In the big hall of the former cinema that is now the Finnish Institute in Paris, six cottages were built for the KOTI project: 100 days of Finnish hospitality in the heart of Paris. Each AITTA (cottage in Finnish) has its own pastel colored wooden sliding door: pink, grey, dove, green, white or blue:
"Linda Bergroth is the creative engine behind KOTI and a multi-talented lead designer. Originally hailing from Finland, Linda lives and works between Helsinki and Paris. She brings her signature style: a Nordic love of pragmatism and natural materials, coupled with her unique zest for bold color, to the conceptualisation and curation of KOTI. Inspired by the simple pleasures of holiday stays in a Finnish countryside cottage, Linda hopes to share the delights of an aitta with guests to the Finnish Institute in Paris. With her charming cottage designs and a hand-picked selection of collaborators, Linda invites guests from all over the world to experience the warmth, tranquility and communal hospitality of a shared Finnish sleepover".
The KOTI project will remain open for 100 days (and nights) to celebrate the 100th anniversairy of the independance of Finland. After these 100 days, the cottages will be transported to Finland and reinstalled and opened to the Finnish public for another 30 nights. As the cottages are a living art installation celebrating the Finnish home part of this installation, they are open to public viewing during the day from 1pm-6pm.
On the beautiful wooden bedside tables designed by Matti & Merz you'll only find three items: a wake-up light by Innolux, a vase designed by with a few twigs and a wooden hand mirror by Studio Kaksikko. I love the custom designed bedlinen by Lapuan Kankurit in grey with a bright yellow stripe:
Below: the lovely bites prepared by chef Antto Melasniemi. During a stay at KOTI you can enjoy a communal breakfast on the large wooden breakfast table in the middle of the space. A typical Finnish breakfast is served every day with rye break, finnish butter and blueberries.
A peek inside the family cottage:
More linenware by Lapuan Kankurit:
Even the youngest guest seemed to appreciate KOTI <3
KOTI sleepover Institut finlandais Paris /// 60 Rue des Ecoles /// 75005 Paris /// France /// +33 1 40 51 89 09
All bookings via AirBnB from January until May 2017
Empreintes The French Craft Concept Store in Paris
Concept Store. I don't like the two words: they are overrated, underestimated, hasbeen and are ever so often used for shops that gather a lot of "stuff" without any concept other than pushing customers to cheap consumption. Not at Empreintes, a new Concept Store for French Fine Crafts in the Haut-Marais in Paris. Their concept is very well thought of: it's a gallery, it's a shop, there's a café, a library and a small projection room in the sous-sol. All focused on les métiers d'arts: fine crafts. The staff is very welcoming, eager to inform you all about the items at display and tell you the many many stories behind the more than 1000 limited edition pieces and their makers.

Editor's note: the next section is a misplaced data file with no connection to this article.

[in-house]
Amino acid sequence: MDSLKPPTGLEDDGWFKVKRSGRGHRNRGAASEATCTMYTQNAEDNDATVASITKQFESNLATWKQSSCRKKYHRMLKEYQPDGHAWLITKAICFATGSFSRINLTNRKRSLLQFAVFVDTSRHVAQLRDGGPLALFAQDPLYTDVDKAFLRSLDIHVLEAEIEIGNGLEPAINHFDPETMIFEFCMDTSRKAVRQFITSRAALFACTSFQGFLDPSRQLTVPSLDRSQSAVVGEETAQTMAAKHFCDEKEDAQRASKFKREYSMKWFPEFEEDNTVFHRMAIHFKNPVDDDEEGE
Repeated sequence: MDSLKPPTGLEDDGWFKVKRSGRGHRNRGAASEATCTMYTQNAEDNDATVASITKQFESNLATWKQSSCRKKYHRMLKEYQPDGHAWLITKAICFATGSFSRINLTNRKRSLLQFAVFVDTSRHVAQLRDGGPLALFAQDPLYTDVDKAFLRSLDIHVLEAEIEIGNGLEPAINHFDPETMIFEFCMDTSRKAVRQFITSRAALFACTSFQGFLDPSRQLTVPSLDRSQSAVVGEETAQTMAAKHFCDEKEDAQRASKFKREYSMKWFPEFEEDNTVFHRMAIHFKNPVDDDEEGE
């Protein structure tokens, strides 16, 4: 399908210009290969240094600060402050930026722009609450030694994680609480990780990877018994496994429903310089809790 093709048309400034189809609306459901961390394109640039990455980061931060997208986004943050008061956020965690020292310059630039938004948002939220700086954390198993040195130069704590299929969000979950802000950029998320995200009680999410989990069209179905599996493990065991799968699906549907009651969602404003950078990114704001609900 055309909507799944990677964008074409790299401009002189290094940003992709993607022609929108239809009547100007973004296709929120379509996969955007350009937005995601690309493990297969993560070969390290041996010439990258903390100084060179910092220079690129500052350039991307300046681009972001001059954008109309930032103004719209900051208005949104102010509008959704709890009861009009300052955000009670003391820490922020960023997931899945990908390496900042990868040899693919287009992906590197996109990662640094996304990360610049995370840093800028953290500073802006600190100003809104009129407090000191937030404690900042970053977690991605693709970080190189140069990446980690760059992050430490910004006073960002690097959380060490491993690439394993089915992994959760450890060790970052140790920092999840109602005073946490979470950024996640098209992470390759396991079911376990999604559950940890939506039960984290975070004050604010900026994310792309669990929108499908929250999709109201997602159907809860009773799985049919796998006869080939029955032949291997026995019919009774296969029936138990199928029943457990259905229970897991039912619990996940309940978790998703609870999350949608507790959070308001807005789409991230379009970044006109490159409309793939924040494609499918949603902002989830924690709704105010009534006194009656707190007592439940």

Empreintes is big and spacious with its 600m2, which feels very un-Parisian! It's a light filled shop that is very well thought of, in a scenography by Elizabeth Lerich. It is calm, you don't feel any pressure to buy (even though you want to because there are so many unique and beautiful pieces that would look great at home or that would be perfect gifts), Empreintes is a very slow place and I love that.
Contrary to more traditional craftsmen shops, the selection of items at Empreintes is surpisingly contemporary and has nothing to do with oldfashioned objects that are indeed made by hand but that you wouldn't even give to your grandma. Ateliers d’Art de France, the French federation of fine craft professionals, proposes a new kind of concept store with objects made by French craftsmen and artists without any middle men or big corporations. Just the best in French fine crafts, available at any budget.
And if you want to test-drive the beautiful mugs, cups, teapots or plates that you can buy at Empreintes, have a little break at the Season café on the first floor, where they serve delicous organic food. The wall behind the counter is decorated with a jungle of plants:
The exhibition about WOOD with artists Etienne Moyat, Benoît Averly, Bertrand Lacourt, Pascal Oudet, Sébastien Panis and Julian Schwarz:
A cabinet de curiosité with sculls, glass domes, anatomic figures, ceramic coral creations and a papier maché lamb head (top middle) by Marie Talalaeff:
The beautiful eathenware cups by Christine Waxweiler:
A big crush on the beautiful ceramics by Eric Hibélot:
At Empreintes they don't only show the finished products: in special artist's booths you can see (beautiful!) pictures of the artists' workspaces and ateliers and read more about their indiviual stories.
The view over the rue de Bretagne:
Empreintes - Le Concept Store des Métiers d'Art /// 5 rue de Picardie 75003 Paris /// France /// +33 (0)144010830
Open Monday to Saturday from 11am to 7pm
Mama Petula at Welcome Bio Bazar in Paris